On 14th December St. Jude Medical, Inc. announced that FDA has classified Riata and Riata ST defibrillation leads for class-I recall. U.S. Food and Drug Administration (FDA) has classified St. Jude’s voluntary medical device advisory letter to physicians from Nov. 28, 2011, which advised physicians to not use these leads as they are showing a higher rate of failure. The malfunctioning of either device or its leads causes critical complications and therefore the recall has been classified as Class-I.

The company has issued its advisory letter on 28th November, which was updated by FDA to follow the process of classification of the advisory letter issued by a device manufacturer to physicians on a medical device. The company has already dropped distribution of Riata and Riata ST ST silicon leads. It is estimated that around 80000 patients have Riata and Riata ST actively working in their body in United States. The  model affected by the recall are the Riata (8F) Silicone Endocardial Defibrillation Leads (Models 1560, 1561, 1562, 1570, 1571, 1572, 1580, 1581, 1582, 1590, 1591, and 1592), and the Riata ST (7Fr) Silicone Endocardial Defibrillation Leads (Models 7000, 7001, 7002, 7010, 7011, 7040, 7041, and 7042).

This recall has been classified as class I by FDA because of the potential risk of serious injury or patient death due to malfunctioning of device. The advisory letter states that the clinical implications of externalized conductors in a defibrillation lead without electrical anomalies are not fully known or understood at present.  Externalized conductors can be seen as a visual observation on x-ray or fluoroscopy without any associated clinical or device-related observations. St. Jude Medical has reported two cases of deaths and one serious injury in patients, while extraction of a Riata lead with externalized conductors. One death and one serious injury case in patients with externalized conductors were also reported, though they were not attributed to externalized conductors.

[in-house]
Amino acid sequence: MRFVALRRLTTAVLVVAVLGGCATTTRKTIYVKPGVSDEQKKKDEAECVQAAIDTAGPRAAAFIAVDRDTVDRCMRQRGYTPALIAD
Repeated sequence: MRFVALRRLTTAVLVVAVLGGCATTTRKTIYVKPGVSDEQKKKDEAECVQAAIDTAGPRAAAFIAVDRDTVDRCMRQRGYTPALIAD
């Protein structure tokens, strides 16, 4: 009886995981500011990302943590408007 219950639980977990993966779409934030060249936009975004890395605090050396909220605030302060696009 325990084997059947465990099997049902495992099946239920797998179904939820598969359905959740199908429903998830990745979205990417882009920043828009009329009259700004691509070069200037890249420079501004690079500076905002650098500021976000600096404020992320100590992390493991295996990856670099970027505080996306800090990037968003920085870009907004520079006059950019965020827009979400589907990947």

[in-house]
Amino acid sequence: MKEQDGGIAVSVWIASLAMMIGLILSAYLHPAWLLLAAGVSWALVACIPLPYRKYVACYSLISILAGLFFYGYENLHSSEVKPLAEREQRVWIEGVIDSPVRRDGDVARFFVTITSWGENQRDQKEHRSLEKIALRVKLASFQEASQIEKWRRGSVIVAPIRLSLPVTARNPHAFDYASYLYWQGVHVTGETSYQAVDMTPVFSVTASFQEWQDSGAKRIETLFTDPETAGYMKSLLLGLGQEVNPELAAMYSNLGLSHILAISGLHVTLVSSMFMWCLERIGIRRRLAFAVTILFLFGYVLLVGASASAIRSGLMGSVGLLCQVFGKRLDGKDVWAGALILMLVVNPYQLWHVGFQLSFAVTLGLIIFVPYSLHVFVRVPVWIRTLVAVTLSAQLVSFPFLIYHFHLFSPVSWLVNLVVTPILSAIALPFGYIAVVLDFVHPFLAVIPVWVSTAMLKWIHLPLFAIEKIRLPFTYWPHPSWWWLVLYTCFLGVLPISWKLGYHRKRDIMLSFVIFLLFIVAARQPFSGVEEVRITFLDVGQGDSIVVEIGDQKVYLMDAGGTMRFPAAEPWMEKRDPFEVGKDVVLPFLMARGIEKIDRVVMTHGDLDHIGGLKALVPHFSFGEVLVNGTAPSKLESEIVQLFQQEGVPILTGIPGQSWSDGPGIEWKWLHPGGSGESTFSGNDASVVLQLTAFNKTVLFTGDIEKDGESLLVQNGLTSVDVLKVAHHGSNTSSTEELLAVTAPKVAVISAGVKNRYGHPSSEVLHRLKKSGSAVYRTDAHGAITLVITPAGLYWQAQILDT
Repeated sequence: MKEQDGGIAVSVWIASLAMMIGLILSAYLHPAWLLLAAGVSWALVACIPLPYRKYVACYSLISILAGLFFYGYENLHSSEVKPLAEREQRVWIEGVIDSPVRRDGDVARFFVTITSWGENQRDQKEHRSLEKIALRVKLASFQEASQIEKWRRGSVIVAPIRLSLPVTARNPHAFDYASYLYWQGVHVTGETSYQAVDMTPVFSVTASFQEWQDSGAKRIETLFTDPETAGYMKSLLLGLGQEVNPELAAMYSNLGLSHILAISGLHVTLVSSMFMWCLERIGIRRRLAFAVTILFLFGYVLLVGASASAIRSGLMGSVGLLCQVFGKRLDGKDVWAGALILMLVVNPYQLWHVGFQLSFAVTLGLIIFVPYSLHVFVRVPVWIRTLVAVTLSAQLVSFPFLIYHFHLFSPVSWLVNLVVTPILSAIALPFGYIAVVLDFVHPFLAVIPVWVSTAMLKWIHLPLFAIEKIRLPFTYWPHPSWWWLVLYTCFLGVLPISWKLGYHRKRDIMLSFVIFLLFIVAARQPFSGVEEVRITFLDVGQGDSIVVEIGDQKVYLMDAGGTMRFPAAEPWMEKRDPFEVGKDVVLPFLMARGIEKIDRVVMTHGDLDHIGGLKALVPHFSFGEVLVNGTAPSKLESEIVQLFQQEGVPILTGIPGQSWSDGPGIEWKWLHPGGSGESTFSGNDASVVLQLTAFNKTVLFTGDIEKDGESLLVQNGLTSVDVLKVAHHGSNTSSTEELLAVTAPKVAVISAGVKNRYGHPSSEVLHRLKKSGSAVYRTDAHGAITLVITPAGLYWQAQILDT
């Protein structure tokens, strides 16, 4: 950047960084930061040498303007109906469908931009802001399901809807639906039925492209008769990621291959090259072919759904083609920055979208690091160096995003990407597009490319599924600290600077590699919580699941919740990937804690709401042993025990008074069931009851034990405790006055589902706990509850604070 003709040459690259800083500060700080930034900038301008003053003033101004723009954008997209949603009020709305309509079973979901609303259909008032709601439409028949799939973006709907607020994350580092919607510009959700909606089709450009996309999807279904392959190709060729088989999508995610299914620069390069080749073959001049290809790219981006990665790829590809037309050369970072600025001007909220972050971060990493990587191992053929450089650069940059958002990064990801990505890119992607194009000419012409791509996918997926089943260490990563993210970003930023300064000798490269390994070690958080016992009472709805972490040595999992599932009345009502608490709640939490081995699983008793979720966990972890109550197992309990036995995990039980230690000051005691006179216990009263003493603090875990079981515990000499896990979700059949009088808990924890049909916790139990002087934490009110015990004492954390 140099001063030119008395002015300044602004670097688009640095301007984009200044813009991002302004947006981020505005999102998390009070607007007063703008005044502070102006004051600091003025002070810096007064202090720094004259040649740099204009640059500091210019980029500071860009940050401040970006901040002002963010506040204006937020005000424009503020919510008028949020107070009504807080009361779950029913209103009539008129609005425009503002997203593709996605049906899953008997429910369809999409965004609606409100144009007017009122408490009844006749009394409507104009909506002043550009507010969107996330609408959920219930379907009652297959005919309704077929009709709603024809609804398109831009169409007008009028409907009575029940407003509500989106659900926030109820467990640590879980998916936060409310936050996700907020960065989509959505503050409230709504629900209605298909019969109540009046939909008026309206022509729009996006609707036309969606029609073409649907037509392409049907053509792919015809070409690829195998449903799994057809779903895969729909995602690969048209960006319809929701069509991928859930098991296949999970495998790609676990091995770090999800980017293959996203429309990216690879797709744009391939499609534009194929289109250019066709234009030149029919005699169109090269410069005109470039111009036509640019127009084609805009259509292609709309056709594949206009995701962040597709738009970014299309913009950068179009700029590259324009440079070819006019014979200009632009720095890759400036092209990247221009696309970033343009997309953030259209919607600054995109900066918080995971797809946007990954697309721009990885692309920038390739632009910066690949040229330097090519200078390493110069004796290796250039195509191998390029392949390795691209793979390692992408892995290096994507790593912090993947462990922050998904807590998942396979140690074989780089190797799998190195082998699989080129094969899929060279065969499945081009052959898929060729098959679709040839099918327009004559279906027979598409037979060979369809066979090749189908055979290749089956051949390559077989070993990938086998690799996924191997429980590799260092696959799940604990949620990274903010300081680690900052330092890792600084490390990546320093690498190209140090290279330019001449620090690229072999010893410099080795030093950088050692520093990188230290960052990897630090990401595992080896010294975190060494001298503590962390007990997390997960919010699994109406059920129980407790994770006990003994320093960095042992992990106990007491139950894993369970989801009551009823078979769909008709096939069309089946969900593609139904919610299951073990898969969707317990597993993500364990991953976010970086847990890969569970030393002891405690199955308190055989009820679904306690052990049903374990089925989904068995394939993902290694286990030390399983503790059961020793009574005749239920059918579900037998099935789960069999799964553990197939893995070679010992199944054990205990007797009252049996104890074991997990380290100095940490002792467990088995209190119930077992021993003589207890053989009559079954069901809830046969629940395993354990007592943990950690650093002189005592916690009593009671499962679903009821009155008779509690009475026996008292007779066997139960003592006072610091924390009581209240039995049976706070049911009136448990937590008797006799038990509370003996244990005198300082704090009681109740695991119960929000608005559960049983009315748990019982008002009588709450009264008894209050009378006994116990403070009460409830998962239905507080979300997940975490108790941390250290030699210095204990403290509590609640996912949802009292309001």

St. Jude Medical asked patients to report any adverse event related to these leads or externalized conductors to the company’s Technical Services Department. It also asked to return leads, which have been extracted from patients. Company is ready to pay the cost and want these leads for further studying the reason of failure.  All reports received and returned devices received by St. Jude Medical of Riata leads are being reported to FDA as well.

Company agreed that all risks associated with these leads are not known yet. Patients who require frequent defibrillation or who are using pacemaker, are at higher risk of perforation. A Riata Leads Issue Seminar sponsored by the Heart Rhythm Society was scheduled on Dec. 21, 2011 and a Riata ICD Lead Summit sponsored by the Minneapolis Heart Institute Foundation scheduled on Jan. 20, 2012 to analyze the potential risks involved with these leads.

Company asked patients having leads that do not exhibit externalized conductors, to have continuous monitoring at regular scheduled visit intervals every three to six months.  It also asked patients having leads that exhibit externalized conductors with no electrical abnormality, to go for continuous monitoring of lead and system performance as per HRS/EHRA guidelines. Leads that exhibit externalized conductors with an associated electrical abnormality; patients should go for x-ray, fluoroscopy (cine), or additional testing.